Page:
Movie Review: A Walk Among the Tombstones
Director: Scott Frank
Reviewed: 11 July 2015
Liam Neeson's latest film A Walk Among the Tombstones feels more like Jack Reacher than Taken, and perhaps it comes from his protagonist's wounded, haunted quality and patient direction that allows Neeson to brood, to wander, to get beat up, and, in short, to be vulnerable. Matt Scudder is an alcoholic ex-cop, current private detective who finds himself in the home of the brother of a friend from an AA Meeting. Scudder is asked to help find the man's kidnapped wife, and it is complicated because of the man's status as a drug trafficker. It appears that the criminals have been targeting fellow criminals, people without strict legal recourse, and paying the ransom is not assurance of release of the family member. Scudder is not superhuman; he is world-weary, walks everywhere, does not carry a gun, and is good at thinking through crimes, so director Scott Frank takes us through his process: interviewing witnesses, going to the scene of the crime, noticing neighbors and angles, and trying to uncover more. And he does, leading to layer upon layer of deception as the kidnappers prowl the neighborhood, picking up their next victim, accelerated Scudder's pace as he tries to stop them.
The film looks cold and crisp and grey, and its locales reflect the harshness of the weather and time of year. Frank is telling a brutal and violent story here, one with nihilistic antagonists who are without morals and without much backstory at all, making them quite frightening. Revelation after revelation unfolds, and the film's setting in 1999 makes it fodder for all the Y2K jokes but also sets the stage for Scudder's growing friendship with homeless teen TJ (Astro) whom he meets at the library computer station. That friendship provides tension and fear for TJ's life, and the film gives them both enough room to breathe and build a believable camaraderie. Scudder mostly makes his investigation face-to-face or studying old microfiche headlines, techniques that seem quaint when viewed in 2015. The violence is sickening and gruesomely effective in the snippets that Frank shares. Neeson does strong work here because he carries the world in his face and authority: my favorite scene is him on the telephone, badgering the kidnappers and showing a grim authority about their business while the family members look on with wonder and horror. But his Scudder is never glib or cheeky; he is weighed down by the things he has done and seen.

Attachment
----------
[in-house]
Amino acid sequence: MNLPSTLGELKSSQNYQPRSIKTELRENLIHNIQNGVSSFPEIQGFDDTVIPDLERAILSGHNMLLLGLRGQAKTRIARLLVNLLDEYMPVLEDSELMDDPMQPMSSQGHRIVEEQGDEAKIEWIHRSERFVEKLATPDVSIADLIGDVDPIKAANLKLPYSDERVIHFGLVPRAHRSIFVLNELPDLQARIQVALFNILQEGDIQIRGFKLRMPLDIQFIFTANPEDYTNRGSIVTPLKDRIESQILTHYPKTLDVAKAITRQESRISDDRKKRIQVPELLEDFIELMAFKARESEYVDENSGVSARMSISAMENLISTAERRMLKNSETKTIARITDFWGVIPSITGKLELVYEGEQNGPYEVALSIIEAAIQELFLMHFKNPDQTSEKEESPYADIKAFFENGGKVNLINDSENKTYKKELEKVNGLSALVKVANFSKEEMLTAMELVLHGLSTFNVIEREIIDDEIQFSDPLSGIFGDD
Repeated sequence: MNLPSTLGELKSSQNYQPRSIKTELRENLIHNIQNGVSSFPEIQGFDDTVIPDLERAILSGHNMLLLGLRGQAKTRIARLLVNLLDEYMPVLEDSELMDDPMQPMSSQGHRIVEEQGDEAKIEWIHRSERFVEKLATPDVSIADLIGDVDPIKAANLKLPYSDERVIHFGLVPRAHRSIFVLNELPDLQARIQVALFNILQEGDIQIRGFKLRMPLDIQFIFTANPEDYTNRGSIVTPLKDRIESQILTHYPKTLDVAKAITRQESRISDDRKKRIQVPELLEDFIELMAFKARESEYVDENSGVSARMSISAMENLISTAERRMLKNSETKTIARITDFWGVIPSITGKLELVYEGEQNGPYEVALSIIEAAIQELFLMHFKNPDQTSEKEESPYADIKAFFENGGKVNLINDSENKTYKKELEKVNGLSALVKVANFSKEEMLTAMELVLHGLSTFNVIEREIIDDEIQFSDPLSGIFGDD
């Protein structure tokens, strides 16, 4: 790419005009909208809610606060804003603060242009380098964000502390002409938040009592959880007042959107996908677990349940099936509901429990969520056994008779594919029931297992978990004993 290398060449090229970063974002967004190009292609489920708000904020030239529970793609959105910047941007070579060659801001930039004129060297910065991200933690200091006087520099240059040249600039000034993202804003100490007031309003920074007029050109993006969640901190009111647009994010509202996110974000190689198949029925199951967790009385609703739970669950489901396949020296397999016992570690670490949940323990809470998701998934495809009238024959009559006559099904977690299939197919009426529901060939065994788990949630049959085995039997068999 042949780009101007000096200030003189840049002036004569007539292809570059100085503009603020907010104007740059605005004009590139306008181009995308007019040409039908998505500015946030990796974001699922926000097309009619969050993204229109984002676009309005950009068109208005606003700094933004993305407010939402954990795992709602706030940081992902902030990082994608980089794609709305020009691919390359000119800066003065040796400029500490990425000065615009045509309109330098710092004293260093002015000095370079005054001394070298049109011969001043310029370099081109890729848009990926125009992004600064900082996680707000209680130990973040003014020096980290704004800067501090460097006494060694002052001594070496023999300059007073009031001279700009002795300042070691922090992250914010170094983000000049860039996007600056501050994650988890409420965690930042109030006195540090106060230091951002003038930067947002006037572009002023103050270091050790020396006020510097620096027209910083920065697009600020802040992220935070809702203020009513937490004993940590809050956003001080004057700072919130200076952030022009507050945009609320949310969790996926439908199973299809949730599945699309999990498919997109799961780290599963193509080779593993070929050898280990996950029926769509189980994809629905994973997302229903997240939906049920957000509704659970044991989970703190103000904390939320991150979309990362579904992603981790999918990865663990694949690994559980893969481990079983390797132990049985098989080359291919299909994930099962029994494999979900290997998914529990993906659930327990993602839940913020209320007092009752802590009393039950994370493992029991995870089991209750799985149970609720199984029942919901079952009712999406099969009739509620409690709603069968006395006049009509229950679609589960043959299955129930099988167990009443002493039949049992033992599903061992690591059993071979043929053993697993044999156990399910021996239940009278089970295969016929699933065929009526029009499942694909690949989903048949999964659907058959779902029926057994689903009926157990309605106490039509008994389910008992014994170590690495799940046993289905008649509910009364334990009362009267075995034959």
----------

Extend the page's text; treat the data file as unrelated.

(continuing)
There are problems in the film's third act, particularly in a nonsensical exchange that seems to put the kidnappers at an extreme disadvantage, as well as a confrontation at a house that goes on way too long. The film has nothing particularly deep to say about revenge or the demons inside Scudder or other characters. It has a grim quality, a workmanlike pace, and a small sense of hope through the character of TJ. It offers no real resolution or catharsis with the maniacal serial killers; worse, their genesis seems the inevitable byproduct of a corrupt system where files can fall into the wrong hands. Scudder's final decision seems less heroic and more acceptance of the limits of tolerance, and the entire film feels like watching chapters in a book unfold. There is a construction and a patience in storytelling that feels very novelistic. I do not know if A Walk Among the Tombstones made enough at the box office to justify a sequel or further adventures, but Liam Neeson as Matt Scudder captured my attention, and I would continue to follow the character's adventures if given the opportunity.